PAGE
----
A professional body to represent teachers and champion high standard education practices will be set up with the help of the government. Education Secretary Nicky Morgan and Schools Minister David Laws have announced last week the government’s plans to support the creation of such new college of teachers which will be independent of the government. The College of Teaching is envisioned to be able to raise the status of the profession. The target of the government is to start it next year or in 2016.
The last time England had a professional regulatory body for teaching, the General Teaching Council for England, was during the period 2000 to 2010. Scotland, Wales and Northern Ireland each have their own General Teaching Councils for teachers.
Last year, there were discussions of creating a Royal College of Teaching that will be the independent professional group that will represent the teachers in England. Subject associations including the National Association for the Teaching of English and the Council for Subject Associations say that having such professional body is necessary. They say “It is utterly bewildering how a profession as vitally important as teaching still does not have a single, effective body that encourages and advances good practice in education.”
This move to create a self-regulating professional organisation that can boost the morale of the teaching profession is just in time. The National Union of Teachers says that the launch of the programme comes at a critical time when teachers are feeling low because of the lack of trust that they experience and excessive work load and they may be on the brink of giving up hope or even quitting.
In its announcement, the government acknowledges the world-class teachers in the country who are driving up standards in the schools and helping educate children without discrimination. It says that they are committed to help teachers improve even further and that setting up the independent regulatory body is an important part of it.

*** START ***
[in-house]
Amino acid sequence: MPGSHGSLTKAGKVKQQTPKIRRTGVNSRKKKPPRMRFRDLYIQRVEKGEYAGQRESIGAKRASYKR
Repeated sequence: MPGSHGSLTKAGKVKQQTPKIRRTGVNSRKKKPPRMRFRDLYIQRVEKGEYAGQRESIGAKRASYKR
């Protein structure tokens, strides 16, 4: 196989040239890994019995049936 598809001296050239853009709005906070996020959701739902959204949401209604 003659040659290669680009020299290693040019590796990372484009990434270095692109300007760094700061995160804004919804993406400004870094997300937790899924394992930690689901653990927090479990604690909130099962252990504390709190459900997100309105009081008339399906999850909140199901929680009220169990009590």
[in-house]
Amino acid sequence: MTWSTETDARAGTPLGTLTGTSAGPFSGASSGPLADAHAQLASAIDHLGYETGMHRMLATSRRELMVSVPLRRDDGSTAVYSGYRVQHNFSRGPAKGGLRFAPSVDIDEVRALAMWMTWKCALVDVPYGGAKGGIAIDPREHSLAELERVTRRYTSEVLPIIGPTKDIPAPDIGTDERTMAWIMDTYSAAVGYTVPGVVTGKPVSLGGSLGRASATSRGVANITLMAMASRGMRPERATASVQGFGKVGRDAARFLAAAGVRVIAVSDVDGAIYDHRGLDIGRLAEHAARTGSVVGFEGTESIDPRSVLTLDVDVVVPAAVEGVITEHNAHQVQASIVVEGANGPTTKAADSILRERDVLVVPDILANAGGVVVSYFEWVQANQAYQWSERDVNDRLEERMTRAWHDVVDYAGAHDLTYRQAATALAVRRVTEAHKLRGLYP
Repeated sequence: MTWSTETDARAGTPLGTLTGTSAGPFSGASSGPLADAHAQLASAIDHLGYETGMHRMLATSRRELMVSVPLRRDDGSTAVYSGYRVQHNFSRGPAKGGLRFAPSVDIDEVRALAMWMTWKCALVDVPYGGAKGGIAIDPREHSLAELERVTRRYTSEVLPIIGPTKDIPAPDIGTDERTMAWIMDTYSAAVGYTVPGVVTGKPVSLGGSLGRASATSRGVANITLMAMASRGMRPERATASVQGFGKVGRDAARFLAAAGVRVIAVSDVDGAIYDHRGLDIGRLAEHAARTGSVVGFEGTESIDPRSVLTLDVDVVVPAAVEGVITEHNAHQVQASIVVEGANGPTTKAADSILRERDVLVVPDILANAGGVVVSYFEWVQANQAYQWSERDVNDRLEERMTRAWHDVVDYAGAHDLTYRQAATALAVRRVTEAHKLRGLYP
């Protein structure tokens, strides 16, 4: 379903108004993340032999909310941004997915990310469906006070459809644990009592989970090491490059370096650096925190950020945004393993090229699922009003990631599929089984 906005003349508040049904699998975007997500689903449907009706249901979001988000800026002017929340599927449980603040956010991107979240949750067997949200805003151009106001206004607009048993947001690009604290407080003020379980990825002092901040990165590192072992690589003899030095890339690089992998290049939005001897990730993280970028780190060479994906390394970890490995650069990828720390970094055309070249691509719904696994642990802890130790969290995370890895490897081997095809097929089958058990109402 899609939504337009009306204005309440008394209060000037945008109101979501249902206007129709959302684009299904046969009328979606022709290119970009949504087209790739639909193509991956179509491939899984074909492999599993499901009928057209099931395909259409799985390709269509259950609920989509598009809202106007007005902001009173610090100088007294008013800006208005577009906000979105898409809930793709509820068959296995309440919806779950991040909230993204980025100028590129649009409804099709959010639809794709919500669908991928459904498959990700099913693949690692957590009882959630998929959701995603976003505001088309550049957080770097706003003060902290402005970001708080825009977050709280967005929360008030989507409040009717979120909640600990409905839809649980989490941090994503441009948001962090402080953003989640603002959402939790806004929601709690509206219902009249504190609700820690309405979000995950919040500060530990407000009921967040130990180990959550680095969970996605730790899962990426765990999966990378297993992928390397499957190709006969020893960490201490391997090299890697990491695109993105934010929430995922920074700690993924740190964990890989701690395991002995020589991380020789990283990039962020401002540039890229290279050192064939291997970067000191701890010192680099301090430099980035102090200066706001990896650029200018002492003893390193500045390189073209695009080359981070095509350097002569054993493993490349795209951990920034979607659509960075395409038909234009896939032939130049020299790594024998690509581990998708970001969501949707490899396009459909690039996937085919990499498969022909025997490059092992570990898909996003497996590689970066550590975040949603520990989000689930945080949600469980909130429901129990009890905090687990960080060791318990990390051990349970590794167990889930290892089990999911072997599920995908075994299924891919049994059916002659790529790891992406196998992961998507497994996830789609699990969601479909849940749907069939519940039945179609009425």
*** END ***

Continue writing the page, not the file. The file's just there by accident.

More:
The government’s role in connection with upcoming professional body will only be to help set it up. What is envisioned is an independent regulatory body because independence will realise the true value of the profession. If the collective profession can work and advance on its own, can make the most contribution out of its potential. According to the government, such independence can make the teaching profession truly strong and take greater responsibilities policing its own ranks and advancing its own field.
The aim of having the college of teaching is to raise England’s teaching profession to the level of the best in the world by (1) raising it to the status of professions like law and medicine and (2) establishing a new fund to support more high-quality, evidence-based professional development programmes. The programmes will be designed and delivered by a network of more than 600 leading teaching schools, working in partnership with others to spread the findings of their work across the teaching profession.
Consultant and Steward
Together with announcing its plan to support the creation of the college of teaching, the government also launched consultations which will be open until 3 February 2015. In it, they are proposing various ways of how they can support the initial set up of the college in which its long-term independence is guaranteed. They are offering start-up funding and non-financial support while the college is being established. As part of the consultations, the government is calling upon organisations who might be interested in establishing the college.
Initially, the government will act as steward of the professional body on which the newly created organisation will later take over. More specifically, the college is expected to assume gradually increasing responsibility in the aspects of professional standards and continuous professional development.